Every time Ruth Bar-On stands on a new family’s doorstep, she stops, and realizes she has no words. The family on the other side of the door has just endured a devastating tragedy, and each time, she is overwhelmed by a feeling – not of fear – but of awe. “Before entering, the awe forces me to clear myself of any expectations, in order to understand what I’m about to encounter on the other side of the door: a grief like no other, a pain like no other.” “You might think this feeling of awe makes me feel weak, but it doesn’t.”
“Selah is there to help put life back together after the harshest tragedies. We are the hope.”
“Many years ago, I learned about a young immigrant woman who was hurt in a terror attack. I came to the hospital, followed the directions to her room, and found a crowd of young people pouring out of the room – smiling, crying, hugging. I went back to the nurse’s station to double check I was in the right place. She said I was. Again, I went to the room, poked my head through the crowd, and only saw a young woman surrounded by her family and army friends. Confused, I asked the nurse to escort me directly to the young immigrant girl I heard about. The nurse led me back to the sea of people, pushing our way to the other side of the hospital room, and pulled back a curtain to reveal a bed with a 20-year-old immigrant girl lying there injured, all alone, and scared.
“She was a newcomer from Russia and had no family in the country. she knew very little Hebrew. This was before cell phones, and I asked her who I could call for her. She said there was no one to call.”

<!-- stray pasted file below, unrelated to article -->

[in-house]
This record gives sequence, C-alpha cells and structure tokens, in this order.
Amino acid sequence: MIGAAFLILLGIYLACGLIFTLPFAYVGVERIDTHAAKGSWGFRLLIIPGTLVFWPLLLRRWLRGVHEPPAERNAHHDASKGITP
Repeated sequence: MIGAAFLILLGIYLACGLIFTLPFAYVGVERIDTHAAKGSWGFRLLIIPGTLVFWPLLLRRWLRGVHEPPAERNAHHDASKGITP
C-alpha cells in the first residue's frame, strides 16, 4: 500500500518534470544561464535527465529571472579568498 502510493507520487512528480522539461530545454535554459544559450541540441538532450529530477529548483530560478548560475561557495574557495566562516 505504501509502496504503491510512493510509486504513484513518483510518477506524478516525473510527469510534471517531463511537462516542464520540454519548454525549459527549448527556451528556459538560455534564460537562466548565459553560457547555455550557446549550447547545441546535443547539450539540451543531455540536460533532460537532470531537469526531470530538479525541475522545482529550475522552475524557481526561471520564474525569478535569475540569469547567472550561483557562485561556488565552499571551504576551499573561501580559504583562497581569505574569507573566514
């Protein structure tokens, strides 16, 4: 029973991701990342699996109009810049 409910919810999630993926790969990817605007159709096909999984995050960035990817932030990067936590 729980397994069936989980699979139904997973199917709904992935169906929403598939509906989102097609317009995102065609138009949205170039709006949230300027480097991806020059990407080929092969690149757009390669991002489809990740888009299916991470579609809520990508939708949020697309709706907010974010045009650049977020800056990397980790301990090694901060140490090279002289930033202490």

“For me, the disparity between the two hospital beds painted a clear, bleak picture of the immigrant experience during tragedy. This was the need Selah would meet.”
“Imagine finding yourself as an immigrant to a new country facing an emergency situation,” Ruth reflects. “You don’t know the language and you may not have any friends or family to rely on. You are frightened and vulnerable. Without immediate intervention, the impact could be devastating – and things will quickly spiral down.”
Around the same time, Ruth remembers hearing about a new family from Ethiopia with several children – the smallest two – a baby and a toddler. Both parents had died suddenly. The children – now orphans – were alone in this country.
“I came to the apartment with the intention of assessing the circumstances and coordinating resources. But the situation was so fragile and desperate I simply couldn’t leave.
“There was no one to hand the baby to. There was no way to leave. We had to help.”
Over the course of her career, Ruth has been a leading voice in Israel’s trauma and immigrant communities. “Ruth Bar-On’s power of intellect and emotional understanding are the heart of Selah. Ruth meets tragedy daily but exudes the calm, good humor of a mother who knows she has done well by her family. She has five grown children but, in a sense, her family is numbered in the thousands,” wrote journalist Len Ashton in his interview with her for The Argus, years ago.
Her matter-of-factness, humility and empathy enable her to identify people’s most urgent, unmet needs – often before they know that these needs and dreams could be fulfilled: A clothes dryer for a widow with a newborn in a damp winter, dental work for a young woman with deformed teeth who couldn’t smile, eat or speak without covering her mouth, a new dresser to make an orphan feel they have something to call their own in a foster home, a specialized hearing aid to advance a student previously thought learning-disabled, or money for a child’s tombstone for a mother without closure.